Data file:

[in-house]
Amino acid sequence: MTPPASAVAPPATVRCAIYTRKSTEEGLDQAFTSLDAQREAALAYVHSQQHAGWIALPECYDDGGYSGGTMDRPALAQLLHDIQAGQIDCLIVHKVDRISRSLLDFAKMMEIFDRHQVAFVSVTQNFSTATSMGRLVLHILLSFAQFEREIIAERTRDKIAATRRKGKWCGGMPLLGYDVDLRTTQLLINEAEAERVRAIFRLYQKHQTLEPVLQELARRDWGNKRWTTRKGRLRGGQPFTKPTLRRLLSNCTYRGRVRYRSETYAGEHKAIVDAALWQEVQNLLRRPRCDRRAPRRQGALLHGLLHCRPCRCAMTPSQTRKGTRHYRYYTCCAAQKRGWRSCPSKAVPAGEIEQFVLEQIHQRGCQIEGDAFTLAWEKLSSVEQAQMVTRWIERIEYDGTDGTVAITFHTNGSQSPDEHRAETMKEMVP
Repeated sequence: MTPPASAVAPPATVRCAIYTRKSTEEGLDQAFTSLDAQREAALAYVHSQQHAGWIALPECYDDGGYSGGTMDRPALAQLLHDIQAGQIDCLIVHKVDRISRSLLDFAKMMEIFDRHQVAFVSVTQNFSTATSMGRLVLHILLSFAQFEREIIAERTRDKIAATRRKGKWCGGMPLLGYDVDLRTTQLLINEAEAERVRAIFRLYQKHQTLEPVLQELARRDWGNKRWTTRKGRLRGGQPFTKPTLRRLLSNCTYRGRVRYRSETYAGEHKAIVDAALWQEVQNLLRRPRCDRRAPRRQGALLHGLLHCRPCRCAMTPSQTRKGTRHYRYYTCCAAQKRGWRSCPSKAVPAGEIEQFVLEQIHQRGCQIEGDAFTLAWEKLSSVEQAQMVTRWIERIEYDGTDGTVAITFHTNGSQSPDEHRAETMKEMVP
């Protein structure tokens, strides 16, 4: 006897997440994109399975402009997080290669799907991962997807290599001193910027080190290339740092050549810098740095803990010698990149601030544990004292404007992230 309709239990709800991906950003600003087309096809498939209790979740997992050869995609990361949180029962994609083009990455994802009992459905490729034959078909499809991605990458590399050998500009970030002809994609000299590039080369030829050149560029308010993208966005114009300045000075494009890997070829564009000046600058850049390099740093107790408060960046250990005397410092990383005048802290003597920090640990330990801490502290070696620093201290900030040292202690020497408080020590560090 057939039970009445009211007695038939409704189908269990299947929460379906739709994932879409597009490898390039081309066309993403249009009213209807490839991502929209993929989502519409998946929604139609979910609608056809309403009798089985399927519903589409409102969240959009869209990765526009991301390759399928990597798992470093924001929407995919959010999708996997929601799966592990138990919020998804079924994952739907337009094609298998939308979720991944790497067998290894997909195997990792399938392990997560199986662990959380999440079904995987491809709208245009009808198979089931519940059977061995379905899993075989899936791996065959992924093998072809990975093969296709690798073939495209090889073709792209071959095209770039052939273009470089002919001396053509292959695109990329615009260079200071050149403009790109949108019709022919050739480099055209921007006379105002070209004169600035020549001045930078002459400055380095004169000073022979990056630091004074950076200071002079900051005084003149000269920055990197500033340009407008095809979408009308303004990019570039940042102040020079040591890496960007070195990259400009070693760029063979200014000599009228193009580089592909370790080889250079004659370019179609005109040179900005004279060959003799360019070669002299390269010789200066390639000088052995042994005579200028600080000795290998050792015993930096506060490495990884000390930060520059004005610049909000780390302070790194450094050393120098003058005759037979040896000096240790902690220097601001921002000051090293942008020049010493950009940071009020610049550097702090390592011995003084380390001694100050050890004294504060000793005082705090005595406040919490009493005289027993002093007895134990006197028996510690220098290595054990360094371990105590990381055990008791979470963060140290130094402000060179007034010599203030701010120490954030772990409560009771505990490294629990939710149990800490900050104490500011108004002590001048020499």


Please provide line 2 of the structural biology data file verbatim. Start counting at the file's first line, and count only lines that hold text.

Amino acid sequence: MTPPASAVAPPATVRCAIYTRKSTEEGLDQAFTSLDAQREAALAYVHSQQHAGWIALPECYDDGGYSGGTMDRPALAQLLHDIQAGQIDCLIVHKVDRISRSLLDFAKMMEIFDRHQVAFVSVTQNFSTATSMGRLVLHILLSFAQFEREIIAERTRDKIAATRRKGKWCGGMPLLGYDVDLRTTQLLINEAEAERVRAIFRLYQKHQTLEPVLQELARRDWGNKRWTTRKGRLRGGQPFTKPTLRRLLSNCTYRGRVRYRSETYAGEHKAIVDAALWQEVQNLLRRPRCDRRAPRRQGALLHGLLHCRPCRCAMTPSQTRKGTRHYRYYTCCAAQKRGWRSCPSKAVPAGEIEQFVLEQIHQRGCQIEGDAFTLAWEKLSSVEQAQMVTRWIERIEYDGTDGTVAITFHTNGSQSPDEHRAETMKEMVP